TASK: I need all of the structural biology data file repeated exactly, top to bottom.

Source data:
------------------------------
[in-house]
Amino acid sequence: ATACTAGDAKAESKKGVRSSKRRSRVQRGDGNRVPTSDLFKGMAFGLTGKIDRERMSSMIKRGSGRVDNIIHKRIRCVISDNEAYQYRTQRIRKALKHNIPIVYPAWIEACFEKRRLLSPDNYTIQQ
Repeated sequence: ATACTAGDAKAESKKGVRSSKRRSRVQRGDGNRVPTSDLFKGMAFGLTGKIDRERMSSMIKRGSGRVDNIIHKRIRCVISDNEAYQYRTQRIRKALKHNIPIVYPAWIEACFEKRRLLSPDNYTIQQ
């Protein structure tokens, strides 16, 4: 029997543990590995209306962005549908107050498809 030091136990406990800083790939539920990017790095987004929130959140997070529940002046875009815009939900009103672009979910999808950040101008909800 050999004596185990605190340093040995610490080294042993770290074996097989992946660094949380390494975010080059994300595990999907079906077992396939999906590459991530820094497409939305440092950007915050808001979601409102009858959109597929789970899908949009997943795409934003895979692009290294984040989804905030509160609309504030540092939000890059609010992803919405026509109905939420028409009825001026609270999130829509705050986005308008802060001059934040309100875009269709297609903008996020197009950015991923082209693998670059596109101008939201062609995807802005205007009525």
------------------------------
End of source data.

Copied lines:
[in-house]
Amino acid sequence: ATACTAGDAKAESKKGVRSSKRRSRVQRGDGNRVPTSDLFKGMAFGLTGKIDRERMSSMIKRGSGRVDNIIHKRIRCVISDNEAYQYRTQRIRKALKHNIPIVYPAWIEACFEKRRLLSPDNYTIQQ
Repeated sequence: ATACTAGDAKAESKKGVRSSKRRSRVQRGDGNRVPTSDLFKGMAFGLTGKIDRERMSSMIKRGSGRVDNIIHKRIRCVISDNEAYQYRTQRIRKALKHNIPIVYPAWIEACFEKRRLLSPDNYTIQQ
């Protein structure tokens, strides 16, 4: 029997543990590995209306962005549908107050498809 030091136990406990800083790939539920990017790095987004929130959140997070529940002046875009815009939900009103672009979910999808950040101008909800 050999004596185990605190340093040995610490080294042993770290074996097989992946660094949380390494975010080059994300595990999907079906077992396939999906590459991530820094497409939305440092950007915050808001979601409102009858959109597929789970899908949009997943795409934003895979692009290294984040989804905030509160609309504030540092939000890059609010992803919405026509109905939420028409009825001026609270999130829509705050986005308008802060001059934040309100875009269709297609903008996020197009950015991923082209693998670059596109101008939201062609995807802005205007009525």